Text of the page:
Abortion, Contraception Could Make Incest Okay, Says Australian Judge

An Australian judge has suggested that legalized abortion and the availability of contraceptives may strip away the stigma surrounding incest and lead to its legality one day.

Judge Garry Neilson argued that incest is still a crime only "to prevent chromosomal abnormalities" in any potential pregnancies, "but even that falls away to an extent [because] there is such ease of contraception and readily access to abortion," as reported by The Sydney Morning-Herald.

Neilson, who sits on the district court in New South Wales, made his comments while presiding over a case of a brother accused of raping his younger sister. The defendant had pleaded guilty to raping his 10-year-old sister in the 1970s. The two were also accused of having sex in 1981 when she was 18 and he 26, a charge to which the brother has pled not guilty.

Neilson defended the later actions of the man, arguing that "by that stage they are both mature adults."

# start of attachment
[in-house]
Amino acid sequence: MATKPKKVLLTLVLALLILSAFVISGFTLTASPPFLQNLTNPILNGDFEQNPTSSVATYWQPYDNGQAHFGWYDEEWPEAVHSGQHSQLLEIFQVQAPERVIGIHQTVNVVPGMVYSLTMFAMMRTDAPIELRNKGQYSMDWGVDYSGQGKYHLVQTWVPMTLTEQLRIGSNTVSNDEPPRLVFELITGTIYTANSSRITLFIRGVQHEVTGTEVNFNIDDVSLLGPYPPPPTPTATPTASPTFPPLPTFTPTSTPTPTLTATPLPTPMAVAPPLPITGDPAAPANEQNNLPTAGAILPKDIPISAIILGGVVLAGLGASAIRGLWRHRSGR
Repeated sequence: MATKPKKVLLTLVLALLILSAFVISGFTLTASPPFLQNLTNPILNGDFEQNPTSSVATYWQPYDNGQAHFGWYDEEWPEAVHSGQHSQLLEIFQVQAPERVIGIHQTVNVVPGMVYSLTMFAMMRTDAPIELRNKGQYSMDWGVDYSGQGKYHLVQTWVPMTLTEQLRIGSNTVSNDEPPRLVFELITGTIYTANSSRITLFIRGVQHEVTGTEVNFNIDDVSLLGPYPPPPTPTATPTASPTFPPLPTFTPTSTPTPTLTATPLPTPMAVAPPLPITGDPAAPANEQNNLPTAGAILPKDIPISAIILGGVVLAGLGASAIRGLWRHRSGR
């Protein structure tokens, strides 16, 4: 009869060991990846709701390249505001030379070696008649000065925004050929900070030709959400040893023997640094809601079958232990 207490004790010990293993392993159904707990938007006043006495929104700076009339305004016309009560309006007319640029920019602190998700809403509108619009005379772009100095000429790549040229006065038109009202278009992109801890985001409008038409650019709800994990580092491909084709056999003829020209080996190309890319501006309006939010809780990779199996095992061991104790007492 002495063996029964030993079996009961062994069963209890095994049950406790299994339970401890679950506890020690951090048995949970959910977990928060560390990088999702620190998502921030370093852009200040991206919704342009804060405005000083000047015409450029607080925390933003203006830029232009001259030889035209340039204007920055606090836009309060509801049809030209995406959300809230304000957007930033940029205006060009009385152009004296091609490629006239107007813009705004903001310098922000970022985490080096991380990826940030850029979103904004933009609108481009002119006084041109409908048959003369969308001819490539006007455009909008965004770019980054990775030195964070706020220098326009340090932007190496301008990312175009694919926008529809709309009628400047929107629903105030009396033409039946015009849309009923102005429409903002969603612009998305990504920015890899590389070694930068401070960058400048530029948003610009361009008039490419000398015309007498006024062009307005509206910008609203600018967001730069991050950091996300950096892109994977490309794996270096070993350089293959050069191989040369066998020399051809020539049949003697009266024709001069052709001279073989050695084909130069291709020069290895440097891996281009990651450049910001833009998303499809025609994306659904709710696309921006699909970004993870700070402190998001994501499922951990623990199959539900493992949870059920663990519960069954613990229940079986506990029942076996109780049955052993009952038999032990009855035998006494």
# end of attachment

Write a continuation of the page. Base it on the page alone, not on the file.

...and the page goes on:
"A jury might find nothing untoward in the advance of a brother towards his sister once she had sexually matured, had sexual relationships with other men and was now 'available,' not having [a] sexual partner," the judge said.

The judge also compared incest with homosexuality and argued that as the stigmatization with the latter has passed, incest would too follow suit.

"If this was the 1950s and you had a jury of 12 men there, which is what you'd invariably have, they would say it's unnatural for a man to be interested in another man or a man being interested in a boy. Those things have gone," he said.

"The complainant has been sexually awoken, shall we say, by having two relationships with men and she had become 'free' when the second relationship broke down. The only thing that might change that is the fact that they were a brother and sister but we've come a long way from the 1950s – when the position of the English Common Law was that sex outside marriage was not lawful," he added.

The judge was vocally criticized by the prosecutor who asked that the case be heard by someone other than Neilson due to his "misogynistic" attitude.

"These remarks in my submission are completely disgraceful," Sally Dowling said. "The reference to abortion is particularly repellent."

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